Bring Your Own Doc : “Somewhere Between,” Adopted Chinese Girls Finding Identity in the US w/ Linda Goldstein Knowlton
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This is a piece I made about my reunion with my biological family in Seoul a year ago. I found inspiration from Deann and other adoptees who had searched for their Korean families and had shared their experience with the adoptee community. I’m not sure I would have had the courage to search and share my experience without knowing about those who had done so before me. I hope we all continue to share our stories and inspire new generations to explore their identity and relationship with Korea. —Schuyler
November is National Adoption Month
by: JB. Wilson
Edited by: A. Duenas
The month of November is recognized as National Adoption Month.
In 1984, during the presidency of Ronald Reagan “Adoption Awareness Week” became National Adoption Week celebrated in the week of Thanksgiving. President Reagan highlights the adoption of children and giving care to them with the help of the Adoption Assistance and Child Welfare Act of 1980. The acknowledgement of Adoption Week has given rise to many communities such as adoption, parent groups, and agencies whom serve as advocates and supporters for adoption and reinforce a positive light on it.
Since then in 1995, President Clinton has opened up the entire month of November to be approved as National Adoption Month. During Clinton’s term, his signing of the Multiethnic Placement Act of 1994 has shifted adoption and foster and adoption regulations and understood the ‘racial background’, ethnicity and culture of adoptive and foster placement.
And now most recently, National Adoption Month under Barack Obama’s presidency in 2011 has revolutionized against many barriers within the adoption programs. These barriers which once had discriminated towards race, religion, sexual orientation and marital status has shifted allowed caregivers and possible adoptive parents opportunities . The signing of the Child and Family Services Improvement and Innovation Act has reduced the amount of time that waiting children are to be placed in permanent homes and of the International Adoption Simplification Act which has taken away unnecessary restrictions that regarded with trans-national adoption.
Pathos of Asian Adoptees, which is a submission blog, would like to share and celebrate with its writers and its readers, the brief history and acknowledgement of National Adoption Month.
I think framing the discourse about transracial adoption as a “well do you think you’d better off if you weren’t adopted?!”… or “at least you got a home rather than living in poverty/the slums/an orphanage/foster care!”… type discussion is really fucked up, as it places the onus for reconciling children needing homes with the inherent problems of white people adopting POC kids on the adoptees. It completely lets the white people who actually make the choice to adopt POC kids off the hook and absolves them of any responsibility to do so in a way that causes the least amount of harm to the child.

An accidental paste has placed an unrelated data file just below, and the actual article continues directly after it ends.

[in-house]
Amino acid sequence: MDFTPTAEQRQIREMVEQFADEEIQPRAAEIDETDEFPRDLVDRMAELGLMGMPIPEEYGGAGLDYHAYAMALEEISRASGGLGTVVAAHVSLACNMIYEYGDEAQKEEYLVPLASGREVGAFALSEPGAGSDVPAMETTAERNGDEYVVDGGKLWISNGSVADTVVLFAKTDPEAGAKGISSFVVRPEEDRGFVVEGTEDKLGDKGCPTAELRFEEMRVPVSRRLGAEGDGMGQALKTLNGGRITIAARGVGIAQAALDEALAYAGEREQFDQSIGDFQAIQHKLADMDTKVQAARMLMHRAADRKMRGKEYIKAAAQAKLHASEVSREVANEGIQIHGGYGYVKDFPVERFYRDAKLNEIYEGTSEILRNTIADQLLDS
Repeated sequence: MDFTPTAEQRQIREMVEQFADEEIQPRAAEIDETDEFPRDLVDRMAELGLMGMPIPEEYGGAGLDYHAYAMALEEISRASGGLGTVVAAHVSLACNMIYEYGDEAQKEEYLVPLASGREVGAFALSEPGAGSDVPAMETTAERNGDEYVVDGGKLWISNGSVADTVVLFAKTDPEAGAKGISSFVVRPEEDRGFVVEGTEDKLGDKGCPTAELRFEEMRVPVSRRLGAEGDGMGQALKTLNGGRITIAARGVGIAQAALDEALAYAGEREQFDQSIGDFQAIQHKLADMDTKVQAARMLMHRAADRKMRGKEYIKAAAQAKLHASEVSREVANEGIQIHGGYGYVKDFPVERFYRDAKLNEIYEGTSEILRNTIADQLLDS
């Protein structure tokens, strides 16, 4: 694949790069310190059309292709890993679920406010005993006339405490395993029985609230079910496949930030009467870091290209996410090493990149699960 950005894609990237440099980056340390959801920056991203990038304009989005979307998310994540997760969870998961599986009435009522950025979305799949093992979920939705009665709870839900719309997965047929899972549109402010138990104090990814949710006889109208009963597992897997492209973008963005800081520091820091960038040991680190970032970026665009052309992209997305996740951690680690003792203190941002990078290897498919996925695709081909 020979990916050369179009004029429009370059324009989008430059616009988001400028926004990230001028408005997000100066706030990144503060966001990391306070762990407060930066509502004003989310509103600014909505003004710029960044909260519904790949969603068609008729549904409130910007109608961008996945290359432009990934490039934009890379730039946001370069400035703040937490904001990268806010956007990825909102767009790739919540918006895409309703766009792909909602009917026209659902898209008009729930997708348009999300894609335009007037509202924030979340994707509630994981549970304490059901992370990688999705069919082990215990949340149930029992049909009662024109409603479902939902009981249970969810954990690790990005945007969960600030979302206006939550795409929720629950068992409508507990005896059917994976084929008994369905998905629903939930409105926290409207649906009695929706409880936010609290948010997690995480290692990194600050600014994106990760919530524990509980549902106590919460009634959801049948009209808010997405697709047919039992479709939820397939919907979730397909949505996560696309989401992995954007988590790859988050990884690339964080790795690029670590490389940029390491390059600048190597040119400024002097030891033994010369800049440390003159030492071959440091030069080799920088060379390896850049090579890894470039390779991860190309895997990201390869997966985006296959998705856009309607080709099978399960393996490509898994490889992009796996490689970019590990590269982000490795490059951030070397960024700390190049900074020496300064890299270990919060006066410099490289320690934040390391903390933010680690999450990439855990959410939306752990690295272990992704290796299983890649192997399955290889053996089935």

No discussion about transracial adoption should be centered on whether or not I’m sufficiently grateful for having been adopted. It’s completely irrelevant & parents who expect their adopted children to feel some sort of gratitude toward them shouldn’t be adopting in the first place.
The discussion that we should be having is why are white folks allowed to adopt POC children regardless of whether they’re sufficiently educated/prepared to rear the child in a way that won’t do lasting harm. Why is it that when actual transracial adoptees and other POC attempt to highlight the problems with white people raising children of color, the first response of most people is to essential tell us to “shut up & be grateful for what you got!”
I’m glad I was adopted because if I wasn’t I more than likely would have ended up in foster care going in and out of white peoples’ homes anyway. I would have been better off, though, if I’d had parents who didn’t ascribe to color-blind racist ideology (as do 90% of white people in the U.S.) but rather chose to educate themselves about the struggles inherent of brining up a child of color in a deeply white supremacist society.
Opening The Bird Cage
This is an experimental short documentary about my adoption and reunion in the Philippines. I made a lot of it poetic, as I use my mixed media as a metaphor of a “cathedral” I built inside myself when I felt broken in the past, with a placement of facts of my adoption, photos of my baby files/photo albums, and personal comments before and after the reunion.
For more about her story, follow the link above.
A Korean woman raised in the US finds out she isn’t who she thought she was. An adopted man in the UK decides never to find out who his biological father is. And a man in Palestine discovers that he may have been switched at birth with another baby.
Are you a part of or in-charge of any Asian Adoptee Organizations?
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In response to some of the negativity that’s been circulating the KAD groups online.